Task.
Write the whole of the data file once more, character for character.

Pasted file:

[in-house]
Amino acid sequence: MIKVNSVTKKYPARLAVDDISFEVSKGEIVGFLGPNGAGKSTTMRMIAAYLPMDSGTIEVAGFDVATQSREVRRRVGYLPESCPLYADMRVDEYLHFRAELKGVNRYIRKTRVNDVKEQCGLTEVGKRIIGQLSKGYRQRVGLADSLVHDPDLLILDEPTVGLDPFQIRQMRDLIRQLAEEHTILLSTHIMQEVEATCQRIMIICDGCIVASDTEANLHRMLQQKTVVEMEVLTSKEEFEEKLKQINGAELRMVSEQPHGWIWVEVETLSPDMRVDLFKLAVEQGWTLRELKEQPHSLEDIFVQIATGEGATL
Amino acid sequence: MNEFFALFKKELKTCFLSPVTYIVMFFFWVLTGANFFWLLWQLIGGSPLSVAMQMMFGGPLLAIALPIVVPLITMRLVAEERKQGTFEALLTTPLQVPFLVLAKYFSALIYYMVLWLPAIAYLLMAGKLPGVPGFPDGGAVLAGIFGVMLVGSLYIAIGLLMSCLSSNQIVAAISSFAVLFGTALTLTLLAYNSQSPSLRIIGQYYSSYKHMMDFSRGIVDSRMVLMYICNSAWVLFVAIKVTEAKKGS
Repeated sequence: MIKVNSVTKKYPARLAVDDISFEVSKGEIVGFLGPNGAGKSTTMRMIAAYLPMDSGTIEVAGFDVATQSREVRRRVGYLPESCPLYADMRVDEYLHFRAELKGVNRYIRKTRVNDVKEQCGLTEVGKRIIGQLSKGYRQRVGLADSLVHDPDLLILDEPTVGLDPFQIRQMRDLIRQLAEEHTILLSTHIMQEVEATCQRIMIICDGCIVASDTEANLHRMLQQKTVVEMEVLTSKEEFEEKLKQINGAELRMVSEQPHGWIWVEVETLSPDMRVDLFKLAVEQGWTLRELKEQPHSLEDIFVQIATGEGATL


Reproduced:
[in-house]
Amino acid sequence: MIKVNSVTKKYPARLAVDDISFEVSKGEIVGFLGPNGAGKSTTMRMIAAYLPMDSGTIEVAGFDVATQSREVRRRVGYLPESCPLYADMRVDEYLHFRAELKGVNRYIRKTRVNDVKEQCGLTEVGKRIIGQLSKGYRQRVGLADSLVHDPDLLILDEPTVGLDPFQIRQMRDLIRQLAEEHTILLSTHIMQEVEATCQRIMIICDGCIVASDTEANLHRMLQQKTVVEMEVLTSKEEFEEKLKQINGAELRMVSEQPHGWIWVEVETLSPDMRVDLFKLAVEQGWTLRELKEQPHSLEDIFVQIATGEGATL
Amino acid sequence: MNEFFALFKKELKTCFLSPVTYIVMFFFWVLTGANFFWLLWQLIGGSPLSVAMQMMFGGPLLAIALPIVVPLITMRLVAEERKQGTFEALLTTPLQVPFLVLAKYFSALIYYMVLWLPAIAYLLMAGKLPGVPGFPDGGAVLAGIFGVMLVGSLYIAIGLLMSCLSSNQIVAAISSFAVLFGTALTLTLLAYNSQSPSLRIIGQYYSSYKHMMDFSRGIVDSRMVLMYICNSAWVLFVAIKVTEAKKGS
Repeated sequence: MIKVNSVTKKYPARLAVDDISFEVSKGEIVGFLGPNGAGKSTTMRMIAAYLPMDSGTIEVAGFDVATQSREVRRRVGYLPESCPLYADMRVDEYLHFRAELKGVNRYIRKTRVNDVKEQCGLTEVGKRIIGQLSKGYRQRVGLADSLVHDPDLLILDEPTVGLDPFQIRQMRDLIRQLAEEHTILLSTHIMQEVEATCQRIMIICDGCIVASDTEANLHRMLQQKTVVEMEVLTSKEEFEEKLKQINGAELRMVSEQPHGWIWVEVETLSPDMRVDLFKLAVEQGWTLRELKEQPHSLEDIFVQIATGEGATL